Thursday, August 22, 2013
Famously attributed to Justice Potter Stewart, this phrase suggests that it’s not what you call it but how you perceive it that matters. (Actually, we prefer Sean Connery's use of the phrase in Goldfinger. You can probably check it out on cable tonight, or tomorrow, or this weekend, or...).
One of the risks of starting or growing a palliative care programs is that your constituents, both practitioners and patients, will interpret what that means in the context of their own biases. Too often, the first interpretation is that palliative care means hospice. It's something we all fight. And even if we can get practitioners to get past this hurdle, they can get pretty protective about how their patients are approached. Even if the practitioner knows better, it doesn't mean that the patients will understand. In both cases, I don't think you get the opportunity to have people get a chance to "...see it..."
In our practice, we had more than one failed attempt to integrate palliative care. But we didn't quit; and we didn't lament our failures. We learned from them. We learned that we needed to focus less on what we call it, and on finding ways to make it happen.
Hiring a certified cancer exercise specialist doesn't sound like starting a fledgling palliative care program...but it turns out it is. Focusing on quality of life and helping folks become more able to do what they used to do are central components of a solid palliative care program.
All too often fatigue is simply the way it is for patients with metastatic disease. After multiple treatments, numerous medical appointments and simply feeling terrible, patients spend a significant amount of time in bed dealing with or adding medications to deal with side effects. And that's simply the way it is. Is it really? Hardly.
Over 90% of patients with cancer report fatigue and there are very few solutions offered by traditional medical providers. We can focus on an education and solutions based approach that empowers patients and supporters under our three pillars of wellness; exercise, nutrition and mind/body activities. Why wellness? Wellness is defined as a healthy and proactive approach to living well and being healthy? In patients with metastatic disease? Absolutely!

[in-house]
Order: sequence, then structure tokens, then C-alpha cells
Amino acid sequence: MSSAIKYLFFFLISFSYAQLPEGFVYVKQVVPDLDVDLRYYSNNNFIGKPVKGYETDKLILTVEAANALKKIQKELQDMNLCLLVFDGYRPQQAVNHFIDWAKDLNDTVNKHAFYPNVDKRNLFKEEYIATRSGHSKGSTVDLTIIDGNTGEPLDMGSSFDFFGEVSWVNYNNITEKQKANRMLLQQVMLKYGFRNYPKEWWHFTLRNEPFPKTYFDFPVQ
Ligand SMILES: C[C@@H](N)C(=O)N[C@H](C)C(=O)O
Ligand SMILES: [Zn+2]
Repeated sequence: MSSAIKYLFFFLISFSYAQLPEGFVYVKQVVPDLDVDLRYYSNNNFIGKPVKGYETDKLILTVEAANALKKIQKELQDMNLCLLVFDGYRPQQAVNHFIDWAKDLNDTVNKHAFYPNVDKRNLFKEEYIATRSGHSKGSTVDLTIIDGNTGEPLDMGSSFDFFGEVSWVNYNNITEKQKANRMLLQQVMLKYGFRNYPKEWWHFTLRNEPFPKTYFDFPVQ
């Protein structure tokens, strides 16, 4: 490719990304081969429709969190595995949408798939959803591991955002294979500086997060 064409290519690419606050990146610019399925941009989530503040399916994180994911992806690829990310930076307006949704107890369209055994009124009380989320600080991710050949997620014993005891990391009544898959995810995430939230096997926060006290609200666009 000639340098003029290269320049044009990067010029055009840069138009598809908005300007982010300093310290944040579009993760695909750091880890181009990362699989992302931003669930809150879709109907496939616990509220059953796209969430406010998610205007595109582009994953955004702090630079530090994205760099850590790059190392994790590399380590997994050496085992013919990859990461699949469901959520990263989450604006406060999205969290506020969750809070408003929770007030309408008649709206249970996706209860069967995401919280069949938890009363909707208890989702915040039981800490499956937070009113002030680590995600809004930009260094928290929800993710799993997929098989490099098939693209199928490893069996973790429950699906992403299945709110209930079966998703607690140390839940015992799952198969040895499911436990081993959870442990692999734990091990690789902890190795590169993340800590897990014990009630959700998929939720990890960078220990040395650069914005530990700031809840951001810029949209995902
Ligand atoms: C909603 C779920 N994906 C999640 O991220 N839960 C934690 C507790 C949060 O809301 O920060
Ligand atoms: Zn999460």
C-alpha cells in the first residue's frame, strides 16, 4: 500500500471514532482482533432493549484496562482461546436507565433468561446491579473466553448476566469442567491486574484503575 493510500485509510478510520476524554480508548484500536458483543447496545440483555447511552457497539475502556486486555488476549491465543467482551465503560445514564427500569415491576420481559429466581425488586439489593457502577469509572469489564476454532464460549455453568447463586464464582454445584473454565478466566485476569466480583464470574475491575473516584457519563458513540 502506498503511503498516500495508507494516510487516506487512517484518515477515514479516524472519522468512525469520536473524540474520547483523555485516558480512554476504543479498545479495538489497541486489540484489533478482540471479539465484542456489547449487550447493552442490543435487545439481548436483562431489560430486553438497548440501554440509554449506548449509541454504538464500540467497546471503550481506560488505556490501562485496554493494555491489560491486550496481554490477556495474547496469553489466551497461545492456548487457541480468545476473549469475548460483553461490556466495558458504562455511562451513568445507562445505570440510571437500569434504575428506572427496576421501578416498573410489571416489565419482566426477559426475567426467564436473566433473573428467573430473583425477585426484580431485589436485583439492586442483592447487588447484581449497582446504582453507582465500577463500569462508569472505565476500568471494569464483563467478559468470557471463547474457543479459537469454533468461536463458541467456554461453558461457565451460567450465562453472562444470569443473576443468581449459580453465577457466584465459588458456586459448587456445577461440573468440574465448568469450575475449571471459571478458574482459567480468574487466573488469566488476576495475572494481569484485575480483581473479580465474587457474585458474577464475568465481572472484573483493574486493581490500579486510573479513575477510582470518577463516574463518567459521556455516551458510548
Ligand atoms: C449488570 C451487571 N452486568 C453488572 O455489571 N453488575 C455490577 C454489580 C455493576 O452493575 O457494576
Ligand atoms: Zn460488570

We know that exercise is one of the most powerful tools to fight cancer related fatigue, but understandably, it’s a very daunting task for most patients. Much of the fatigue that patients experience is loss of lean muscle tissue which is required to complete every single body action from getting out of bed, making meals, working at a job, playing with kids you name it. These muscles are the rocket boosters of moving the body. We all know the use it or lose it saying, this is exactly what happens for our patients. In those with advanced disease, the fatigue is typically greater from the cumulative treatments where patients frequently have a lot of side effects, rest more and are active less. They lose muscle at an even greater rate. This loss often won't show up on the scale as frequently muscle is replaced with body fat.
A cancer specific wellness program shares not only the importance of exercise but how to do it. Education might include tips on chair based strength training the best starting point for deconditioned patient instead of walking, improving core and posture for patients with lung disease. Energy conservation and input from a dietitian are integral parts of cancer specific wellness programs. Whenever possible it is best to individualize support even exploring mind body activities, such as meditation, guided imagery and yoga. An introductory class can give patients a taste of all of these so they can have the tools to use what they feel is the most impact for them.
We didn't call what we did palliative care, and we certainly didn't tie any of these services to end of life care. But we certainly gave patients with metastatic disease part of their lives back and there is little doubt it was appreciated.
At the end of the day, that's palliative care...I know it when I see it.
John Hennessy is Vice President, Operations for Sarah Cannon, the global cancer enterprise of Hospital Corporation of America (HCA). His focus areas at Sarah Cannon are medical oncology, survivorship, and palliative care. He serves on the Board of Trustees of the Association of Community Cancer Centers (ACCC), and on several committees for the American Society for Clinical Oncology (ASCO), including the Clinical Practice Committee. This article was co-written with Sami Papacek a Certified Cancer Exercise Specialist at the University of Kansas Cancer Center.